Jan Stuart Appointed First Melvin R. Seiden Curator of Chinese Art at Smithsonian's Freer and Sackler Galleries

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  • October 14, 2014

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Jan Stuart

Jan Stuart, currently Keeper of Asia at the British Museum, will return to the Freer Gallery of Art and Arthur M. Sackler Gallery, the Smithsonian’s museums of Asian art, on Nov. 3 to resume her previously-held role as curator of Chinese art. Stuart will oversee the galleries’ collection of Chinese decorative arts, which is one of the finest outside of China. The position has been recently named the Melvin R. Seiden Curator of Chinese Art thanks to a gift by an anonymous donor. 

“We are delighted to welcome Jan back to the museums where she has contributed so much in the past,” said Julian Raby, the Dame Jillian Sackler Director of the Arthur M. Sackler Gallery and Freer Gallery of Art. “At the forefront of her field, she carries with her a deep knowledge of Chinese art, and a special love of our remarkable collections.”

The addition of Stuart to the curatorial team—which includes J. Keith Wilson as curator of ancient Chinese art and Stephen Allee as associate curator for Chinese paintings and calligraphy—creates a complement of expertise in Chinese art and culture. Stuart will be primarily responsible for ceramics, textiles, furniture, lacquer and other decorative arts.

“Joining the Freer and Sackler, with its mission for the ‘increase and diffusion of knowledge,’ provides a fantastic opportunity to study and present the richness of Chinese culture to the American public and a broad global audience,” said Stuart. “It has been a great privilege to have headed the Department of Asia at the British Museum, and I’m now able to return to my passion for curatorial work with fresh vision.”

In her previous tenure at the Freer and Sackler galleries from 1988 to 2006, Stuart was instrumental in bringing greater attention to the fields of Buddhist sculpture, Chinese portraits and court paintings, and the later decorative arts of China through her research, original publications, and thought-provoking exhibitions. She organized and contributed a number of highly important exhibitions and catalogues, including “Challenging the Past: Chang Dai-chien” (with Shen Fu), “Joined Colors: Decoration and Meaning in Chinese Porcelain” (with Louise Cort), “Worshiping the Ancestors: Chinese Commemorative Portraits” (with Evelyn Rawski) and “The Return of the Buddha: Sculptures from Qingzhou.” Stuart also secured a number of significant acquisitions, such as the Pritzlaff collection of Chinese ancestor portraits and an imperial portrait of the Qianlong emperor with the face painted by Giuseppe Castiglione.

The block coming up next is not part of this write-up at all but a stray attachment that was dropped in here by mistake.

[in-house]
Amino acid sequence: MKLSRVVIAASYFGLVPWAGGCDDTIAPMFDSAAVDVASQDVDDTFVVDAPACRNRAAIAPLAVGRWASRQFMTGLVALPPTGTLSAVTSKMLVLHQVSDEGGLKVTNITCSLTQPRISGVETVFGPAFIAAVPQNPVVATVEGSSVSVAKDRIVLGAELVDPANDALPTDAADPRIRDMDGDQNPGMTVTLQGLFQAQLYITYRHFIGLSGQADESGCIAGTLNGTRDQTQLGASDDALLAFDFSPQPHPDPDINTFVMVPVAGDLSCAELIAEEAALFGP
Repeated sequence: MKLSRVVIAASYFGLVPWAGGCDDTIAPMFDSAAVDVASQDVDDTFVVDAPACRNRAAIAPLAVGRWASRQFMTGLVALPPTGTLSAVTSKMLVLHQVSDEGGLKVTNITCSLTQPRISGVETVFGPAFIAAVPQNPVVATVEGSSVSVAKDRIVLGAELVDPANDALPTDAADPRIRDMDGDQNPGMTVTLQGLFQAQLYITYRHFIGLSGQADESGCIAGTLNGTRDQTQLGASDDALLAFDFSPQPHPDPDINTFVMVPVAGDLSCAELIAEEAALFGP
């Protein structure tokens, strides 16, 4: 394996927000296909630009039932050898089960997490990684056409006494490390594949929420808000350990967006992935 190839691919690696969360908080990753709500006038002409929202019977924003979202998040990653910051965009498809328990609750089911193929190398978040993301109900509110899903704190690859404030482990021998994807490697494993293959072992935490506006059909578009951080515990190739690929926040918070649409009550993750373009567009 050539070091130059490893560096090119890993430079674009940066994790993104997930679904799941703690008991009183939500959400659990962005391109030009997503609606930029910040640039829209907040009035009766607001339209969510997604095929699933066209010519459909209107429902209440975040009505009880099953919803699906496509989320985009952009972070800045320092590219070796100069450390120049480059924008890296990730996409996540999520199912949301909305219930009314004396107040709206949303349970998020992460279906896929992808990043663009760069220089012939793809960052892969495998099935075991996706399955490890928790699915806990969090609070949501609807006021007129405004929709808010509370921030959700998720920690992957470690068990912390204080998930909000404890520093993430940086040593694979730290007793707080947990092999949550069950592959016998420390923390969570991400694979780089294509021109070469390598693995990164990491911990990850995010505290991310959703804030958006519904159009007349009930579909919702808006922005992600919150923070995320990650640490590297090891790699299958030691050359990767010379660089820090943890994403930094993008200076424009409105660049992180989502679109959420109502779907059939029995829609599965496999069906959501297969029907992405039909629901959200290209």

Since 2006, Stuart has led the British Museum’s Asia Section, comprised of East, South, Southeast and parts of Central Asia, as well as Siberia, and supervised a staff of approximately 25—including curators, technicians, administrators, and research specialists—and overseeing a collection of approximately 125,000 objects from prehistoric to contemporary. In the last several years, she created two new galleries and updated a third, among them, the Sir Joseph Hotung Centre for Ceramic Studies, which houses the celebrated Sir Percival David Collection of Chinese art. She also supervised and contributed to a number of Asia-themed exhibitions, such as “The First Emperor: China’s Terracotta Army,” “Xu Bing: Background Story” and “Shunga: Sex and Pleasure in Japanese Art.” Her most recent exhibition, currently on view through Jan. 5, 2015 is “The BP exhibition, Ming: 50 years that changed China.”

Stuart has degrees in Chinese art, archaeology and East Asian studies from Princeton and Yale Universities, and is fluent in Mandarin. She has been a consultant, partner, jury member and producer on a wide range of international educational and curatorial initiatives, including art fairs, films and conservation projects.

The Arthur M. Sackler Gallery, located at 1050 Independence Ave. S.W., and the adjacent Freer Gallery of Art, located at 12th Street and Independence Avenue S.W., are on the National Mall in Washington, D.C. Hours are 10 a.m. to 5:30 p.m. every day (closed Dec. 25), and admission is free. The galleries are located near the Smithsonian Metrorail station on the Blue and Orange lines. For more information about the Freer and Sackler galleries and their exhibitions, programs and other public events, visit asia.si.edu or follow twitter.com/freersackler or facebook.com/freersackler. For general Smithsonian information, call (202) 633-1000.

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